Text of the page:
Archive for the ‘Melbourne Happenings’ Category
In Winter, I had thoroughly enjoyed Melbourne Food and Wine’s Put Victoria on your table Roast Collection festival, so when I was excited when I saw that to wave good bye to the winter blues, Melbourne Food and Wine was putting on a Spring Graze festival.
The event that most appealed to me was the Saturday Lazy Grazing at the Commoner.
“Join us at The Commoner for Lazy Grazing in September in the form of plates of beautiful seasonal Victorian produce to share with people you like.
Celebrate Spring and the best that Victoria has to offer. It has been an awfully long winter… Why don’t you say goodbye to it in style….”
When Lunch every Saturday in September.
Cost $55.00 Food cost per head
I had been to the Commoner a couple of years ago and had been extremely impressed. I’m not sure why it took me so long to go back, because my memories of the place were of fantastic food and exceptional service.
We nestled into the small but very homely little cafe. I love the way the place is fitted out, with exposed brick, heavy wooden tables and random yet thoughtful trinkets and tools adorning the walls and shelves.
It doesn’t feel like you’re at a restaurant or cafe, it feels more like you’ve entered into someone’s home.
The waitress began by asking us if there was anything we didn’t eat – to which we all shook our heads.
One of the many reasons I love these friends – we all love our food and we’re not picky.
We started with a lovely bottle of French wine – a 2009 Bernard Defaix, Petit Chablis which was recommended to us by the waitress. It went down surprisingly well considering we had all been out for A’s birthday the night before and we were all somewhat a little worse for wear.
The first course –
These were delightful. After we had all shaken our heads to our lack of dietary requirements, M exclaimed that she didn’t eat anchovies. I normally would say I don’t eat anchovies either, as I hate the fishy salty flavour of standard anchovies.
These however, were not your regular anchovies – they lacked that yukky unappetising fishiness, rather – they were really light and delicious. It was complimented well with the aioli and the perfectly roasted sliver of capsicum. A simple, yet perfectly executed dish – a nice refreshing way to began our meal.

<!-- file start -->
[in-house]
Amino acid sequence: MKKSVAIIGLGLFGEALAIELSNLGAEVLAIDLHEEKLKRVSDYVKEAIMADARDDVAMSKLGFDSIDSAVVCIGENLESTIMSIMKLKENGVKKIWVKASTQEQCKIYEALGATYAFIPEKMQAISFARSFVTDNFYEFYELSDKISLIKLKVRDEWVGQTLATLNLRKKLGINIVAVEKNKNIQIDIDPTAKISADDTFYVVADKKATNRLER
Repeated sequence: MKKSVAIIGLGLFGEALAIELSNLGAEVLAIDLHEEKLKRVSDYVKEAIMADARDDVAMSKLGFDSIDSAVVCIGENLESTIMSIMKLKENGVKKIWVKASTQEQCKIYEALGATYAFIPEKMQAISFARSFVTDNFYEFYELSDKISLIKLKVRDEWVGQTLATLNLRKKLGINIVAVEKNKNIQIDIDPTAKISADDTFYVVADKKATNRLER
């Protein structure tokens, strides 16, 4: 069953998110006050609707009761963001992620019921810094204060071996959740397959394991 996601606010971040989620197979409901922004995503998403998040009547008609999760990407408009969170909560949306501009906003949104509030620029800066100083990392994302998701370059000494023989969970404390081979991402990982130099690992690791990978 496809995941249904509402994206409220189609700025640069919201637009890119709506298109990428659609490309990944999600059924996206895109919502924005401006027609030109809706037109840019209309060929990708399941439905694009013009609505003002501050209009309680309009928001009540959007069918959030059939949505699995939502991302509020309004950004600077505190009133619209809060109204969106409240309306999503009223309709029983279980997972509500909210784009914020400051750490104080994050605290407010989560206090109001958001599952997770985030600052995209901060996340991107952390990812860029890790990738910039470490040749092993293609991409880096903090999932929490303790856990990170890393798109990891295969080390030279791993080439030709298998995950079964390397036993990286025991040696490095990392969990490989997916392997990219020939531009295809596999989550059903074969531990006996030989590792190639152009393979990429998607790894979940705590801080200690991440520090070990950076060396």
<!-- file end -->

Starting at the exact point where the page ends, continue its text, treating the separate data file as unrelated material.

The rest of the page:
The house bread was toasted and very moreish and came served with olive oil and toasted sesame.
Our second course – the smoked cod dip was wonderful, and the spring vegetables which included baby carrots, spring onion, asparagus and red onion were perfectly executed.
To quote A “Who would have thought that carrots could taste so good”.
Onto our next course – the house black pudding.
Black pudding is one of those things that can be hit or miss. Being a sausage made out of blood it is very easy for this dish to be overpowering. Black pudding is something I very rarely order because it can often have a very strong ‘iron-y’ flavour to it, though I am always game to try it, particularly at great eateries because when done well it can be fantastic as it was at Attica.
This specimen certainly did not disappoint – lightly pan-fried to perfection to produce a crisp crust encasing insides which had a wonderfully smooth texture – so smooth it seemed almost like pate. This paired well to the tortilla, which despite being potato based was not heavy at all.
The next course was probably my favourite – the gnocchi was delicious, again pan-fried to create a perfect crust, and resting above a cloud of light fluffy goats curve and sprinkled with fresh peas and broad beans.
The goats curd was neither heavy nor stinky, but light and delicious, and my god were the peas good. I’ve always enjoyed peas – but so rarely eat fresh peas (I’m not sure why!). They had the perfect texture, and just ‘popped’ in your mouth when you ate them. When I was a child I loved peas, particularly the peas in snow-peas, but I hated the pod they rested in, so much to my father’s horror I would suck the peas out, then put the pod back. Thankfully I’m a little older and a little less picky now. The broadbeans were also delicious – I thought I hated broadbeans! but I think I just hate dried broadbeans which are salty and yuck.
And onto our main course – and another bottle of wine – the 2008 Pennyweight Shiraz from Beechworth.
I’m not a huge fan of lamb, so when I have a lamb I enjoy I’m always impressed.
This one was amazing, perfectly cooked to pink perfection, but the ribs were the star. Seriously, so so good. The house yogurt perfectly complimented the lamb, which was also served with a spicy harissa which gave a wonderful kick and roast jeruselum articles cooked with rosemary.
Our final dish – we each received individual tangerine tarts which consisted of pieces of tangerine resting on custard encased in perfect pastry. And by perfect, I mean perfect. This is the best tart pastry I have ever had, it was thin and wonderfully crispy, such that we could hit the pastry with the back of our spoons and it would crack! And it tasted amazing – not overly sweet, but simply perfect. The custard was light and smooth and whilst I didn’t love it, everyone else in our party loved it.
To finish off, we were given a few pieces of candied grapefruit which had been covered in dark chocolate.
A wonderful meal, we all left very satisfied and extremely pleased. Excellent value for only $55, it was the perfect way to spend a lazy Saturday.
On the bill – our meals were listed as “Feed me.”
I love this concept of letting the restaurant take the reigns and just being fed. I was recently called a control freak by one of my friends – maybe sometimes I am a bit bossy when it comes to where and what we eat – though I do love giving restaurants free-reign to just “feed me”. Provided the restaurant is deserving ;).
The commoner do something similar for Sunday dinner I believe – I can’t wait to try it!
Taste: 8.5. Food was delicious.